by Paul Yeager, author of Weather Whys: Facts, Myths, and Oddities
It’s January 8, and the United States is currently experiencing the harshest winter in many years, and while I personally enjoy winter weather, I know that not all of us do. So, let’s take an early–very early–look at the 2010 summer forecast (June through August).
The coupled forecast system is something that I’ve talked about before on the blog; it’s a long-range forecast model used by the government to help with long-range forecasting. It is not the official NOAA forecast; it’s merely one of the tools that they use for making their official forecasts. Since the model creates a forecast for many months in advance, though, we can take a peek at what the computer model is projecting for the summer–a kind of sneak peek into lemonade and watermelon season.
Cooler and Wetter than Normal
The model is forecasting that temperatures will be below normal across much of the United States, with temperatures forecast to be significantly below normal in the middle of the country. Temperatures will be slightly above normal in South Texas, the coastal Pacific Northwest, and much of New England. (image below)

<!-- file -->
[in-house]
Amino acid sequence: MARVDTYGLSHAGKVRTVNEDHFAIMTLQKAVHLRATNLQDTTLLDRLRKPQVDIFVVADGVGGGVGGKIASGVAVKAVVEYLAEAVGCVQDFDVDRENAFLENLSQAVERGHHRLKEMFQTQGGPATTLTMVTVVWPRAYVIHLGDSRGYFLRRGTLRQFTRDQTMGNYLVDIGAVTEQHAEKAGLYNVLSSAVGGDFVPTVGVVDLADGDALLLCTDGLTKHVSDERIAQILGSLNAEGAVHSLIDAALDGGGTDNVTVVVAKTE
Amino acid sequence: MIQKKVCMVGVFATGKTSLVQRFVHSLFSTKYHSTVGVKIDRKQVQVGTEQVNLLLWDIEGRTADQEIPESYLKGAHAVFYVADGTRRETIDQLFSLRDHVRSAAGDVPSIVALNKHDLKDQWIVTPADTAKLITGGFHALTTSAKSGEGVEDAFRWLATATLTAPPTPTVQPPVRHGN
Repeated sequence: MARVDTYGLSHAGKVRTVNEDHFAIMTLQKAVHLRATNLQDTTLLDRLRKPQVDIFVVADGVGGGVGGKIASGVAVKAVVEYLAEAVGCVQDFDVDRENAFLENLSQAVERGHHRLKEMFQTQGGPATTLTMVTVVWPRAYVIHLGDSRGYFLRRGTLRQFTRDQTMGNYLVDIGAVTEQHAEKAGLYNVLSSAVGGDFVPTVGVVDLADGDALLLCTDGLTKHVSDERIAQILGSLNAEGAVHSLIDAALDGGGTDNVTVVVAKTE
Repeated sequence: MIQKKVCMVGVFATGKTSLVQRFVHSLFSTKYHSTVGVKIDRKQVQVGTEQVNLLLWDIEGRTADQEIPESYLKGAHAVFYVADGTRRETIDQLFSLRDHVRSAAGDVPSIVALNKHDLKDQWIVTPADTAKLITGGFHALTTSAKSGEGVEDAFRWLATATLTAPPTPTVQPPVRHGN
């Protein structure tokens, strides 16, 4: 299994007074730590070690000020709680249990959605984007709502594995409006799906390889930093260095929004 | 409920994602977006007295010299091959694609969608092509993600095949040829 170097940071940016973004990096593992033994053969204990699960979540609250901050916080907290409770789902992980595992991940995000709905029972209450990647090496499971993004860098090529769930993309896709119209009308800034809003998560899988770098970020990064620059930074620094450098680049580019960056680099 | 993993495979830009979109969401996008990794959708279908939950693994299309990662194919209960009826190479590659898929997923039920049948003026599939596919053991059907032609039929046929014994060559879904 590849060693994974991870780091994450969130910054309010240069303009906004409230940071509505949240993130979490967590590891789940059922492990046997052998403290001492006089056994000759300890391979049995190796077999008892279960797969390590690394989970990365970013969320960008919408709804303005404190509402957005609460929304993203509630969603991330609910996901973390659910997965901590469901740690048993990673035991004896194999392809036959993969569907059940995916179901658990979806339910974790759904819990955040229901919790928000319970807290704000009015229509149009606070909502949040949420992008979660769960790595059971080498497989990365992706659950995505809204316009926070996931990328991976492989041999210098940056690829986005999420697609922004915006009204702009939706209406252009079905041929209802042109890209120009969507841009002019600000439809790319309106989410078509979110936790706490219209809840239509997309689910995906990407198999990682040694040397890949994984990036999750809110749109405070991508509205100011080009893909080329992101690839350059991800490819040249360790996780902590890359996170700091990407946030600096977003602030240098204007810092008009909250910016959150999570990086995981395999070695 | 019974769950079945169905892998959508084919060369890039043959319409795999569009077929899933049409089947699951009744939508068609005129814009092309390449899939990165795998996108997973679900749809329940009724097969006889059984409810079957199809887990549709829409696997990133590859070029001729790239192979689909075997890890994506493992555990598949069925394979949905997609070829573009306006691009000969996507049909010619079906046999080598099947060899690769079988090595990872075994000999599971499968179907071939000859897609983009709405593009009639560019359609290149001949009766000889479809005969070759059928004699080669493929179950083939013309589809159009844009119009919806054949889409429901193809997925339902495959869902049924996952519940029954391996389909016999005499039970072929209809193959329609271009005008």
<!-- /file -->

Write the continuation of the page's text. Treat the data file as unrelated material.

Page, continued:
Precipitation is forecast to be less than normal in New England and parts of the Mid-Atlantic region while much of the remainder of the country, according to the model, will have more precipitation than normal. (image below)
If you’re shivering now, remember that a cooler-than-normal summer is a lot warmer than a cold winter! Hang in there.
The images are tough to see–I know. The post is based on the June through August maps, which are on the right side of the images below. Temperature deviation from normal is the top image, with precipitation anamolies below. Click on the image to go to the site where you might be able to see the images better.